. Now, the big question all this leads us to is – Which imbalances are the ones that hinder performance and possibly cause injury? In other words, which imbalances are bad? . The answer – The ones that… . – interfere and/or prevent normal, fundamental, functional ability – change normal gait and locomotive patterns (walking, running, skipping) – restrict normal joint ranges of motion – cause pain – interfere with optimal rhythm and timing or movements – cause abnormal/ sub-optimal postural deviations . In other words, its okay for a sprinter to have the ability to push off one leg harder than the other leg when sprinting, as long as that same sprinter can do general things like squatting and deadlifting with decent symmetry. . Its also okay if a right-handed boxer hits harder with his right punch, as long as that same boxer can perform upper-body exercises with optimal symmetry, rhythm and timing. . Put simply, a sports specific imbalance is perfectly okay as long as it 1.) only shows up when the athlete performs certain sports specific skills and 2.) DOES NOT negatively change the athletes ability to perform general, fundamental movement patterns or cause pain. .

5  Simple Recommendations for Successfully Training with Muscle Imbalnces!

As trainers and coaches dealing the athletes who we know are going to have imbalances, its our job to;

 1.) Understand the difference between an asymmetry and a “dominant side”

2.) Do NOT attempt to “fight” any imbalnces that you know are strictly there as a necessary adaption mechanism, by the body, in order to perform a given sport more effctively and efficiently

3.)With #2 in mind, Do NOT feed into making any current, sports specific imbalances worse within a S&C program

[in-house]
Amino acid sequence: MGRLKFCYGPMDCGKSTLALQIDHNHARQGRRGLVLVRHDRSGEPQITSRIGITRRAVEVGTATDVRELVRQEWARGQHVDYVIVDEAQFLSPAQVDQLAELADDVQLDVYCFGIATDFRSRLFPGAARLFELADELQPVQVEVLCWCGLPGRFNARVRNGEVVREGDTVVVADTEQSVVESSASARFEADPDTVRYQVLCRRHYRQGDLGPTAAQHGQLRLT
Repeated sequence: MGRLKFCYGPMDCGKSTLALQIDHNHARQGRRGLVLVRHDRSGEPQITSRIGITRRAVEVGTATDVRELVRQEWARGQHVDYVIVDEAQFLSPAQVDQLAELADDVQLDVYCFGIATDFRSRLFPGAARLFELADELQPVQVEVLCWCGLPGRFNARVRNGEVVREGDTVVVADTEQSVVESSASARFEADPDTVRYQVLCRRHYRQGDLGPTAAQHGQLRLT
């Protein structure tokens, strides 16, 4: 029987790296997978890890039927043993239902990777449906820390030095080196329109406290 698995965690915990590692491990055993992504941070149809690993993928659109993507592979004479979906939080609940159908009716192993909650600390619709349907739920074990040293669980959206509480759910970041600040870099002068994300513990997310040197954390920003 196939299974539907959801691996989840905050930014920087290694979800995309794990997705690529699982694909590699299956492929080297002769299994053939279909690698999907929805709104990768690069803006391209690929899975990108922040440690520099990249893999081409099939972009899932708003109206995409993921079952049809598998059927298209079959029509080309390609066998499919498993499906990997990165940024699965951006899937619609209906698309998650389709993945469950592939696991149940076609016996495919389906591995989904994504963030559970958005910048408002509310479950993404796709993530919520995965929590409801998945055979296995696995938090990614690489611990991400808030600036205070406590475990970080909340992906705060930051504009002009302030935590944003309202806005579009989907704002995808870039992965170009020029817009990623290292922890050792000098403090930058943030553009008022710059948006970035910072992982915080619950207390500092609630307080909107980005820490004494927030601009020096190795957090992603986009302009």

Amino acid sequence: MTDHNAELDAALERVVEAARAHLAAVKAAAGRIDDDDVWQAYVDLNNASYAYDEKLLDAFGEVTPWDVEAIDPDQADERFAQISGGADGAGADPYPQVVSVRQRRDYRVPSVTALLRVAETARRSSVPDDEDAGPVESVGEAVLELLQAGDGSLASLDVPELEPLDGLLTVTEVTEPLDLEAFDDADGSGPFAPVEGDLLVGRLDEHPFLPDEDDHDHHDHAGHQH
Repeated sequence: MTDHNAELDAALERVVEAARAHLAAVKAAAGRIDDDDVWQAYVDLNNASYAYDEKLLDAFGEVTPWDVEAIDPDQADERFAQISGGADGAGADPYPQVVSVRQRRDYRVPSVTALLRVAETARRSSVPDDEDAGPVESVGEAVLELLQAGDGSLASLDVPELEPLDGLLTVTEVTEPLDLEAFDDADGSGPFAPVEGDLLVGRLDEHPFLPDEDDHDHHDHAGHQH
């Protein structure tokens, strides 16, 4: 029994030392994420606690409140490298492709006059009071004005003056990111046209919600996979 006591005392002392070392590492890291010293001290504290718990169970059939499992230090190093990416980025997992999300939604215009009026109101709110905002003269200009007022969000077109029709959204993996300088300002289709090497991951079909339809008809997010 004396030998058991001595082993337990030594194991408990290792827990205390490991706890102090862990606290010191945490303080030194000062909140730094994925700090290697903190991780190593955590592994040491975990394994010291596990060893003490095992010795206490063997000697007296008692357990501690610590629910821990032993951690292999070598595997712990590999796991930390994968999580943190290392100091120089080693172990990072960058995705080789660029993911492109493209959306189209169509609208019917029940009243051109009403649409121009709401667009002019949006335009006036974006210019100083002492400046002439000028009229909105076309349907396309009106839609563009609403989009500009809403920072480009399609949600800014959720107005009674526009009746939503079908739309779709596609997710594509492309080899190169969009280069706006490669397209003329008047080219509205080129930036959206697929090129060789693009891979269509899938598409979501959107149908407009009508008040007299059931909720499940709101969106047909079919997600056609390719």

4.)With #3 in mind, devote slightly more training time to improving the non-dominant side during generalS&C training

5.)  If an imbalance, sports specific or general, causes pain, limitation or dysfunction, it should become a primary training and rehab goal and be addressed and corrected as soon as possible.

Coming soon…

I hope the above info has further helped you understand the TRUTH about Muscle Imbalances and expose you to some lesser considered points on dealing with them. . In part 3 of my Truth ABout Muscle Imbalances, I will provide you the exact training strategies you can utilize to prevent future imbalances and correct existing ones. . In part 3, its all about simple, user-friendly, battle-tested training strategies that all Coaches and Fitness Professionals, regardless or setting or experience level,  can immediately apply to improve their programs. .

Trust me, you absolutely do not want to miss Part 3! So, keep checking back and don’t forget to comment below.